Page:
The rain is being thrown against the windows tonight, but this morning was glorious, and a windy day meant even the heaviest washing on the line dried thoroughly.
Celia and I set off from the Elysian fields of sunny Walworth to visit the not so deep south where Denmark Hill meets Herne Hill. There are roads leading off the main road that we only ever seem to see from the bus. Time for some initial explorations. En route we passed the site of a newly demolished house. It reminded us of bombsites. This fireplace was presumably blocked up and the grate left undisturbed for decades until the house was pulled down. It looks like the sticks that had been placed in it for a fire that was never lit were also immured. My guess is it will end up in an antique shop somewhere and fetch a tidy sum.
It would be ironic if the purchaser were one of those incomers who have just realised that south east London’s grittiness suddenly flavour of the month.
I needed the loo, so we diverted to the newest local library. My preoccupation with my bladder may explain why I didn’t photograph the exterior. There are some historic items in the foyer, including this one celebrating the number of local men who signed up to fight in the First world war. It was hours later before I thought to wonder if my great uncles were among them.
The library is small but well stocked. I only borrowed one book, but may have to go back for Jeannette Winterson’s Gap in Time.
Back on track, we climbed Denmark Hill, wondering when the new helipad at King’s will be finished, and then turned off the main drag into a wide street that could have been in deepest suburbia.
It was very quiet. We gazed at the houses, tried to work out which bits had been added or restored, admired flowering magnolias. As a neighbourhood it makes our own seem irredeemably urban. I was quite ready to move in. In fact I found a house, three in fact, a little terrace . Not a big one, but I have a weakness for round windows. Fortunately none of them was for sale so I haven’t had to swallow my disappointment at not being able to afford one.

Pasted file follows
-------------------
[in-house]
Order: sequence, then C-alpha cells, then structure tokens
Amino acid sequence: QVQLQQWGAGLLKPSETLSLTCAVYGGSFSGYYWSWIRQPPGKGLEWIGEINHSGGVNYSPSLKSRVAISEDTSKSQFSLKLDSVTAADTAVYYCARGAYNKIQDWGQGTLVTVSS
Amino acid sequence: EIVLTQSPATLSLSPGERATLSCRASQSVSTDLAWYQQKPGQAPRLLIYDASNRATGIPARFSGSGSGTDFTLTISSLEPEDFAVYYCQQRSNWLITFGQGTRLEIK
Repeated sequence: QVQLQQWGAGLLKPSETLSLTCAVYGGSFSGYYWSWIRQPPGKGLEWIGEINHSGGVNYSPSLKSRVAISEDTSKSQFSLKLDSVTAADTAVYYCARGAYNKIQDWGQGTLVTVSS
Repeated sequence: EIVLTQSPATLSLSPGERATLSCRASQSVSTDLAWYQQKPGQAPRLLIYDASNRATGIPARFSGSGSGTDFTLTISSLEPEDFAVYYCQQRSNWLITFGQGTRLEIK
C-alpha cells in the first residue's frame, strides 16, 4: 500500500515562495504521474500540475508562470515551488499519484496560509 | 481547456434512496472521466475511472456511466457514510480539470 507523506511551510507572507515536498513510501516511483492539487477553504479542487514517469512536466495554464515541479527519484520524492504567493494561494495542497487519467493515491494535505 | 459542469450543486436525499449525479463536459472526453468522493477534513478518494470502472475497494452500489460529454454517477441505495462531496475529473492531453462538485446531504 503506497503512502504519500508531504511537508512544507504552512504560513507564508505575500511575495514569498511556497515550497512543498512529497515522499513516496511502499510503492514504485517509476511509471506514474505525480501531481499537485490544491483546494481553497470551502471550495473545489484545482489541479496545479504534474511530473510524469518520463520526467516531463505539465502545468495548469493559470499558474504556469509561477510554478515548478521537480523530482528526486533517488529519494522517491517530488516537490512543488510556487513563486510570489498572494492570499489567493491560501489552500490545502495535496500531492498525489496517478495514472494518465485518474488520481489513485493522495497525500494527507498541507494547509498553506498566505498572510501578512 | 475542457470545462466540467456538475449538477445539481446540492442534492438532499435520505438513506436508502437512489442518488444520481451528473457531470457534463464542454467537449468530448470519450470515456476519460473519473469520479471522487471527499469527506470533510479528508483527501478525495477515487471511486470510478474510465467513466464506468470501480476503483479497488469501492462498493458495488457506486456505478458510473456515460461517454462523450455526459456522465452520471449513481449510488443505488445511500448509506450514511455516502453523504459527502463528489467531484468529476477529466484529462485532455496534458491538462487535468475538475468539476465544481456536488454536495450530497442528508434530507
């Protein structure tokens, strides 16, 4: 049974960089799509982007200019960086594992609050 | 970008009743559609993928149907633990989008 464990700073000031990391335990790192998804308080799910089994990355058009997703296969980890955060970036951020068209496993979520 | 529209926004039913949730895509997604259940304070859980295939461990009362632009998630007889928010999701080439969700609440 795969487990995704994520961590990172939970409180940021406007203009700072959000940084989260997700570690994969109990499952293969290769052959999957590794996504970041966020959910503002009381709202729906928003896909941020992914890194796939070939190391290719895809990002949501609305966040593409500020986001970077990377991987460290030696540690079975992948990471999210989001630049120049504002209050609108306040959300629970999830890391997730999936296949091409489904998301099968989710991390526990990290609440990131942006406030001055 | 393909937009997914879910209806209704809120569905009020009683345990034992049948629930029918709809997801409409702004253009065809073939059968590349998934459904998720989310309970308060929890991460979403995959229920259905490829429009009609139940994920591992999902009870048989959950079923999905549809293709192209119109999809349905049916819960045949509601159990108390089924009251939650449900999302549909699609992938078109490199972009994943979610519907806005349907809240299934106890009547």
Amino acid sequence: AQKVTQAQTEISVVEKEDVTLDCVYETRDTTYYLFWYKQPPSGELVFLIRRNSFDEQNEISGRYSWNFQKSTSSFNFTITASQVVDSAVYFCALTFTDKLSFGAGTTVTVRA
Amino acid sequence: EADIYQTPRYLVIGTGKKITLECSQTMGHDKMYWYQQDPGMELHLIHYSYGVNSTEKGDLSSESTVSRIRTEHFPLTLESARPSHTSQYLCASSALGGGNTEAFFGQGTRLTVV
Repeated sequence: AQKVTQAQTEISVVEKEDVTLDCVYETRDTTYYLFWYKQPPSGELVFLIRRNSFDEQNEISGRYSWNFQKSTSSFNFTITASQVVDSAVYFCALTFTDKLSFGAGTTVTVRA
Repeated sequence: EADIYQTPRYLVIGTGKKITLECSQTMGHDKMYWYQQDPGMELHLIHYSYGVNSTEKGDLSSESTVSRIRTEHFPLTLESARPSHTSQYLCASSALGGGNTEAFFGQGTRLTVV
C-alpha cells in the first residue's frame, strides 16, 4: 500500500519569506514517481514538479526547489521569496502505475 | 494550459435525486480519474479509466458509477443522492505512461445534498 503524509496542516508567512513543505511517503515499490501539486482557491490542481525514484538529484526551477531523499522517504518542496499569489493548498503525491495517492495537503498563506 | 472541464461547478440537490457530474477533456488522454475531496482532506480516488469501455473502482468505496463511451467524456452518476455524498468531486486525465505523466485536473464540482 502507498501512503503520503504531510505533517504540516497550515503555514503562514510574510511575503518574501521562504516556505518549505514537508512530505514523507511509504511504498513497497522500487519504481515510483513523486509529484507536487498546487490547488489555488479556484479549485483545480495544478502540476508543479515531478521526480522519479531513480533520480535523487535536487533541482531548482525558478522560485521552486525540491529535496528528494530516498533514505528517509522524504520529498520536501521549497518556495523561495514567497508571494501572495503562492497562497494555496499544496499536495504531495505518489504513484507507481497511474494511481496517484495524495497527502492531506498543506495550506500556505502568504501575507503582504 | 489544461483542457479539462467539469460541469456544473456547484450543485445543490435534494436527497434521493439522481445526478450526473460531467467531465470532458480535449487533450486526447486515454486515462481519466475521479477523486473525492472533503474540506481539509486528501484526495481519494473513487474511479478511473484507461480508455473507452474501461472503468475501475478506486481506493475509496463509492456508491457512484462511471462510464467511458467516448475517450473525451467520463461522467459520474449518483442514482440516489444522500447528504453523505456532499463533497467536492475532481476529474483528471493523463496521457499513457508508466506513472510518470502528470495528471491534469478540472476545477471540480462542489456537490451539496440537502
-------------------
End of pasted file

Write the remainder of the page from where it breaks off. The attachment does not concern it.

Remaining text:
My eye was caught by a building a littel distance away that was made of warm red brick. We went to investigate. A library.
But not for much longer. Lambeth is taking the axe to its libraries, and this is one that is due to close at the end of March. I have a feeling future generations will reinvent this wheel and we shall see a resurgence in libraries if we live long enough, because once they have gone, people will slowly wake up to their need. It would be nice if this lovely Grade II listed building could one day resume its original function.
I’m off east again tomorrow, not sure if there’ll much opportunity for posting or reading, but hopefully I shall get some pictures of the countryside in spring mode.
Pretty little houses with round windows lovely!What a shame about the library…I feel quite strongly as my work background is in libraries and their importance as you say is never realised until they are gone….have a safe trip east and hope you get some more sorting done, is Master B going again too? Oh have you sold the egg coddler?
Aren’t they just? The houses all around are large. Ruskin Park is a stone’s throw away even if you are no good at throwing stones. I didn’t know you had a librarian background. I am sickened by what is happening to our libraries. Without access to a good public library my life would have been immeasurably impoverished. There is a newish display in the Bm of Ashurbanipal II’s library. It’s wonderful.
No I still own the egg coddlers! Am heading off to continue clearing and attend the funeral. MasterB will stay at home looked are by B and J.
Yes, 20 years in libraries, reference, local history and archives! Hope that all goes well in the east and that all your arrangements work out as planned, and that Master B is happier at home with his chums…safe journeys…
Is that Carnegie Library of the same lineage as the ones in the US? Endowed by Andrew Carnegie? Suppose it will end up as a block of luxury flats, retail on the ground floor?.
Yes, same man. The plan appears to be to make it a local hub, but managed by an organisation with a dubious track record, some books will be there, but they want to use the large internal space as a gym despite there being no evidence of local demand for one. Check it out on google, Carnegie library Herne Hill Road.
The gentrification photo is pretty powerful. We’ve begun to struggle with that again here as recovery from the recession continues and the housing market has rebounded (every bit as aggressively grotesque in its methods as those that caused the collapse in the first place). Sigh. The bright side is that in the last election cycle, we gave our libraries a nice boost; of all the things we throw money at, it’s hard to believe how badly we let services like libraries languish.